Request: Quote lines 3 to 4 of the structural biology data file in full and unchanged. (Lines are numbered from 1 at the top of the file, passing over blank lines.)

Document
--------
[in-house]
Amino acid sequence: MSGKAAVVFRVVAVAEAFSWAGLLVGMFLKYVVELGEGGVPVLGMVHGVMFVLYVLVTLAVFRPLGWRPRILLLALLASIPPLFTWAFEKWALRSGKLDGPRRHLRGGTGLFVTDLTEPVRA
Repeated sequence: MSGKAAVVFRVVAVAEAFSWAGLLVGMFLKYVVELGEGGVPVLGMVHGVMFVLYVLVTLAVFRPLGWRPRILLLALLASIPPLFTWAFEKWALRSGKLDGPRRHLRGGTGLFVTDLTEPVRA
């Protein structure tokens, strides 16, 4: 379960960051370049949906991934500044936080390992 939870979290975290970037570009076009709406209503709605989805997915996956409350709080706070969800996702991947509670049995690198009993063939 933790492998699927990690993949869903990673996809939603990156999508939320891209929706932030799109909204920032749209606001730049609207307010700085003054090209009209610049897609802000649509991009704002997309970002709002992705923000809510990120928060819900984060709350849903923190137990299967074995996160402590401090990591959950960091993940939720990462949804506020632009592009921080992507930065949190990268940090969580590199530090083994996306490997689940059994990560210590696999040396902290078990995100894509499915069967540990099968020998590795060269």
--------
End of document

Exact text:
Repeated sequence: MSGKAAVVFRVVAVAEAFSWAGLLVGMFLKYVVELGEGGVPVLGMVHGVMFVLYVLVTLAVFRPLGWRPRILLLALLASIPPLFTWAFEKWALRSGKLDGPRRHLRGGTGLFVTDLTEPVRA
């Protein structure tokens, strides 16, 4: 379960960051370049949906991934500044936080390992 939870979290975290970037570009076009709406209503709605989805997915996956409350709080706070969800996702991947509670049995690198009993063939 933790492998699927990690993949869903990673996809939603990156999508939320891209929706932030799109909204920032749209606001730049609207307010700085003054090209009209610049897609802000649509991009704002997309970002709002992705923000809510990120928060819900984060709350849903923190137990299967074995996160402590401090990591959950960091993940939720990462949804506020632009592009921080992507930065949190990268940090969580590199530090083994996306490997689940059994990560210590696999040396902290078990995100894509499915069967540990099968020998590795060269």